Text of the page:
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Dentition is generally accepted as the single best indicator of age from birth to about age 25, and is also used in conjunction with other physical attributes to determine age in bodies older than 25. Obviously being able to determine the deceased's age would go a long way toward determining his or her identity.
Differing dental patterns in various ethnic groups have been widely studied; examining dentition could allow a forensic anthropologist to make some solid conclusions as to the race or ethnicity of the body, which could be helpful in identification.
Because bone, unlike other bodily tissues, is not subject to continual reformation, an analysis of the oxygen-18 isotope in the tooth enamel will match that of the area in the world where the person was born. Archaeologists use this technique to study patterns of human and animal migration, and forensic scientists use it to determine if a person was native to the area where the body was found.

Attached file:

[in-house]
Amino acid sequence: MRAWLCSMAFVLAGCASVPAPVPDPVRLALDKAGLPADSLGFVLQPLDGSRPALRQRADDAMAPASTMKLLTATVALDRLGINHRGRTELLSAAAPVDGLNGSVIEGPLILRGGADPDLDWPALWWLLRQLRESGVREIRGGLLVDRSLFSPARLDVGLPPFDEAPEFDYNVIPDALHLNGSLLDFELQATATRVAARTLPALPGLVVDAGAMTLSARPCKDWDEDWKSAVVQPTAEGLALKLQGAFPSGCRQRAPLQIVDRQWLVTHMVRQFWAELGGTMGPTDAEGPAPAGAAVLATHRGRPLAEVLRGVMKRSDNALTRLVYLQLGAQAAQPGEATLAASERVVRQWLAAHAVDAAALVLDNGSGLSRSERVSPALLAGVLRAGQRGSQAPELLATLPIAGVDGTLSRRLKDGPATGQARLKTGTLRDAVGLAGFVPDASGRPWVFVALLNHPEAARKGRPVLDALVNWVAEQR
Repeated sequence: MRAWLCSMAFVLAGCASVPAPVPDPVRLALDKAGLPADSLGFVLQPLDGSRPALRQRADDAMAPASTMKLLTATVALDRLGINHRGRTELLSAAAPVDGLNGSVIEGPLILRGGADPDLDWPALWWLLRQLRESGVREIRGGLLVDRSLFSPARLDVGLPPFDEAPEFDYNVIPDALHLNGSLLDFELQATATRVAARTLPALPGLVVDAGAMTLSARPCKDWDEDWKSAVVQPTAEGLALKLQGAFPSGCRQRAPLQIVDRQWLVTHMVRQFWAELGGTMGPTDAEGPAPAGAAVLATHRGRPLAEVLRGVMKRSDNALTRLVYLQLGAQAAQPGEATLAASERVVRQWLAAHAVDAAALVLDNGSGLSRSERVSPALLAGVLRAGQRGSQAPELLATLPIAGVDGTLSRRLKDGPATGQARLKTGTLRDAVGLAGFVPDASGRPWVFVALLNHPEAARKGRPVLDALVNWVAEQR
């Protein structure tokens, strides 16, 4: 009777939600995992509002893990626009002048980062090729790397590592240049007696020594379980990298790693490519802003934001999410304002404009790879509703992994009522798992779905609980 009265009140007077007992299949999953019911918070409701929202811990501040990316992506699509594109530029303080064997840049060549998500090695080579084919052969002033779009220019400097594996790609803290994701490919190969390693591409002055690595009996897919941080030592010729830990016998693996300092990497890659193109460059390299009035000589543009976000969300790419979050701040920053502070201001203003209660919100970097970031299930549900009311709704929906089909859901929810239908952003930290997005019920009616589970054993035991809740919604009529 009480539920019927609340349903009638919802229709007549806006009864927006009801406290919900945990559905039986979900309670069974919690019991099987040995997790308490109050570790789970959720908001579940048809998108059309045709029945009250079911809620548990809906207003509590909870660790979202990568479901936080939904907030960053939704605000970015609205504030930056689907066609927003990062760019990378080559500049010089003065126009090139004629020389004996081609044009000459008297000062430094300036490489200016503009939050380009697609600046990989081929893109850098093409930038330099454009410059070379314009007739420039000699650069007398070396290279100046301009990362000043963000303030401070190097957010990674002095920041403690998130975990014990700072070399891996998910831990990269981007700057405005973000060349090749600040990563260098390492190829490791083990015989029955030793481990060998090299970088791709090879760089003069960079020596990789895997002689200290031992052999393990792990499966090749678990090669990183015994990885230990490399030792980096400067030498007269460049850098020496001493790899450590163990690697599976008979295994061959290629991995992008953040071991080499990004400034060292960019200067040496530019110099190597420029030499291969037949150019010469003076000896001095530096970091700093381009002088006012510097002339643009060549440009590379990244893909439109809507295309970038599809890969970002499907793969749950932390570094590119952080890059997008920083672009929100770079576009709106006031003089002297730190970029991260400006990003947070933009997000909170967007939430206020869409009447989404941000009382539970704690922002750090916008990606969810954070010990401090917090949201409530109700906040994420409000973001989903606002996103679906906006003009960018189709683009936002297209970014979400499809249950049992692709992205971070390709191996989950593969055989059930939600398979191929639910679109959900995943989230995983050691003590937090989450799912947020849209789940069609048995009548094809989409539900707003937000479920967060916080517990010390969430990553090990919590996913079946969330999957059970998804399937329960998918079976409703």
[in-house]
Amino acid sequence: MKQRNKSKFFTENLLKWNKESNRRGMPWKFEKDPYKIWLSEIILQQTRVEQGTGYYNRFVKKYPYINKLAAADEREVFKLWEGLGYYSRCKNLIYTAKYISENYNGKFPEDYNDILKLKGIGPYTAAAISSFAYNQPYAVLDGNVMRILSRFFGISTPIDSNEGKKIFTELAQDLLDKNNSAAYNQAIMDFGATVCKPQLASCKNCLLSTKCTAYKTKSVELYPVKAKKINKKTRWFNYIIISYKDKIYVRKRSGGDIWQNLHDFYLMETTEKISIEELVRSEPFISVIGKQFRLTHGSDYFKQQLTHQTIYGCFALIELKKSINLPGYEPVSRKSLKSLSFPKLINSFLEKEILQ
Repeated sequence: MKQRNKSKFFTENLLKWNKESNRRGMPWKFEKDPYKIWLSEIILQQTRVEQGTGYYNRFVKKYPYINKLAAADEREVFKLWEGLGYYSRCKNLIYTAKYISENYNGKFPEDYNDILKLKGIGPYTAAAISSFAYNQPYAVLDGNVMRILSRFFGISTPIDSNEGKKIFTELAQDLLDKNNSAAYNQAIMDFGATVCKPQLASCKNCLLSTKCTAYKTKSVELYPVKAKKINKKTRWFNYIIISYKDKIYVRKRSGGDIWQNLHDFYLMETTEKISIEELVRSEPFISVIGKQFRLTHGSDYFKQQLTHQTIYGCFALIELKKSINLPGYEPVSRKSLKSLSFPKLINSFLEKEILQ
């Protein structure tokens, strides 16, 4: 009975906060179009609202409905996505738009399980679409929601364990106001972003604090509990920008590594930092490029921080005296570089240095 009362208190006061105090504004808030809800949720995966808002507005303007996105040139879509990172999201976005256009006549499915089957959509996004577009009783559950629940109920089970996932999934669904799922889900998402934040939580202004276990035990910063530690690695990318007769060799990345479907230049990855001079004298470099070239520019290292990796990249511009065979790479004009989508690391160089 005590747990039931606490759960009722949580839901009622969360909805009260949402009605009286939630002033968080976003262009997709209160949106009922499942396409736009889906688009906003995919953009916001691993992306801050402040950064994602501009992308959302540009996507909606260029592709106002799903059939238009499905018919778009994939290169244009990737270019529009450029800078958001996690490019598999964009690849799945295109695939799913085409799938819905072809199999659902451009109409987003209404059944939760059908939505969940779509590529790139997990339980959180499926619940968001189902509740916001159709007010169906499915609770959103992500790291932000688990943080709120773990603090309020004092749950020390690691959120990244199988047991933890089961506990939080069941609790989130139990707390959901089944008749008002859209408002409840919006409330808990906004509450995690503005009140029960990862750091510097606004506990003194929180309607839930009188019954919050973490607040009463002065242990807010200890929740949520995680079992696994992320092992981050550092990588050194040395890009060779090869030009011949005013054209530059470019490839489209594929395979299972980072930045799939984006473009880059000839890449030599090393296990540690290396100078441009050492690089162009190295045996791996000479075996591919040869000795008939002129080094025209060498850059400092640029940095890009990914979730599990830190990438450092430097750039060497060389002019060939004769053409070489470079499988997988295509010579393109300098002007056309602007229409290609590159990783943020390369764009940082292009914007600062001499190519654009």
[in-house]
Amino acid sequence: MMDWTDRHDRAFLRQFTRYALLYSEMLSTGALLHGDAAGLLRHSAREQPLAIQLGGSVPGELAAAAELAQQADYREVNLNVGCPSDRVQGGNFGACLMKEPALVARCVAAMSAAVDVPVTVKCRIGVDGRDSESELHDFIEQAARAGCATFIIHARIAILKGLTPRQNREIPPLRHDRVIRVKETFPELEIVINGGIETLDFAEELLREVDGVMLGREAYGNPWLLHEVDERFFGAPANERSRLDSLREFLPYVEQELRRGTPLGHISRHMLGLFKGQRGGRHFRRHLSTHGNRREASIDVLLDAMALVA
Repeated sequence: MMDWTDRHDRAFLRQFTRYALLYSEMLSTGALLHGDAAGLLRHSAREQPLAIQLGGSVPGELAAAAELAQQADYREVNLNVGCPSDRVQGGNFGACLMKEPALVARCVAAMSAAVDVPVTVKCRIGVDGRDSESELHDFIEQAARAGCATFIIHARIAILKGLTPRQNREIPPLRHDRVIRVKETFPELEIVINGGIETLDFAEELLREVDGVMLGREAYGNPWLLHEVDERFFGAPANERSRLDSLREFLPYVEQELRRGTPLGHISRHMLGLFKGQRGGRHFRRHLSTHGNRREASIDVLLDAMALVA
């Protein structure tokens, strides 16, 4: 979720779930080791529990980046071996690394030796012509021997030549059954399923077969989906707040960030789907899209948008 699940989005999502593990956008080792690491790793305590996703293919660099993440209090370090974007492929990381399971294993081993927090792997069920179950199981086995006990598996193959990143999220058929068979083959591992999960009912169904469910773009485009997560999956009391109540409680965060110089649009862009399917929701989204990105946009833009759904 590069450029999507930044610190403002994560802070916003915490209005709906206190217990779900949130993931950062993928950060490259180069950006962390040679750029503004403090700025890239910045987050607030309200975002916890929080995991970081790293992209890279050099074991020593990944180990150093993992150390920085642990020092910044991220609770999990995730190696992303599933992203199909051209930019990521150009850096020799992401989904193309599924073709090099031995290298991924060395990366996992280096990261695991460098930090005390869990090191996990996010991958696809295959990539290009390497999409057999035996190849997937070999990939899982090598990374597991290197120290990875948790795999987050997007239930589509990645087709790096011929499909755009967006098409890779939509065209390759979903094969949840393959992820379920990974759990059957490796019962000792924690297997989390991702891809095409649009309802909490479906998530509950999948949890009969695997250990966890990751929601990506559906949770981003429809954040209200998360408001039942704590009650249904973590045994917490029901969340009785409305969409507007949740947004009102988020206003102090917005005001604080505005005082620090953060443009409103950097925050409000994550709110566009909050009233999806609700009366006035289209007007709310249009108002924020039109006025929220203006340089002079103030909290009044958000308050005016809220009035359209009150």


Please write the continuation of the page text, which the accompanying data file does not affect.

The study of human dentition can be helpful only there are recordings concerning a particular dentition. These recordings can be dental X rays or X rays of sinus, or even photos which may reveal some particular aspects concerning the dentition of a person, such as shape or aspect of front teeth.
Based on these recordings, forensic odontology may provide quick and important answers when identification of remains is needed because death does not affect the dentition patterns. Meanwhile, DNA testing is a procedure that could last months and the remains that are severely degraded make this procedure even more difficult as it is.
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